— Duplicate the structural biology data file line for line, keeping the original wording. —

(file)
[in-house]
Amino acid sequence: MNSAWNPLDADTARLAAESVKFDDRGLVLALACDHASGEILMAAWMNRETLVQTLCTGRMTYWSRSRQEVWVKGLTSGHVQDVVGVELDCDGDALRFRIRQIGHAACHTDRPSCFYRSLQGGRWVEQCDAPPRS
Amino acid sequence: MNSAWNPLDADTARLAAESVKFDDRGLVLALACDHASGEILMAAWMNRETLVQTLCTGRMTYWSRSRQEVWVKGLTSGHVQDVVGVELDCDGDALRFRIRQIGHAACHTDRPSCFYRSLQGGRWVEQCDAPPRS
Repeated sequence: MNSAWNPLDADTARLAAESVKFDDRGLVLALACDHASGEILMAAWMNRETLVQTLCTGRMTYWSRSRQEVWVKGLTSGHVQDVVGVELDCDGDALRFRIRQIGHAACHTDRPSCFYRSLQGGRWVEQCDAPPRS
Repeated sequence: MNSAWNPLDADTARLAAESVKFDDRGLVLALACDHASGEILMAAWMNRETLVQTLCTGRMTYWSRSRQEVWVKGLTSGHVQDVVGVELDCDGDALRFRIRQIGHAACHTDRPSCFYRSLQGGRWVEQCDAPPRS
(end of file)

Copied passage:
[in-house]
Amino acid sequence: MNSAWNPLDADTARLAAESVKFDDRGLVLALACDHASGEILMAAWMNRETLVQTLCTGRMTYWSRSRQEVWVKGLTSGHVQDVVGVELDCDGDALRFRIRQIGHAACHTDRPSCFYRSLQGGRWVEQCDAPPRS
Amino acid sequence: MNSAWNPLDADTARLAAESVKFDDRGLVLALACDHASGEILMAAWMNRETLVQTLCTGRMTYWSRSRQEVWVKGLTSGHVQDVVGVELDCDGDALRFRIRQIGHAACHTDRPSCFYRSLQGGRWVEQCDAPPRS
Repeated sequence: MNSAWNPLDADTARLAAESVKFDDRGLVLALACDHASGEILMAAWMNRETLVQTLCTGRMTYWSRSRQEVWVKGLTSGHVQDVVGVELDCDGDALRFRIRQIGHAACHTDRPSCFYRSLQGGRWVEQCDAPPRS
Repeated sequence: MNSAWNPLDADTARLAAESVKFDDRGLVLALACDHASGEILMAAWMNRETLVQTLCTGRMTYWSRSRQEVWVKGLTSGHVQDVVGVELDCDGDALRFRIRQIGHAACHTDRPSCFYRSLQGGRWVEQCDAPPRS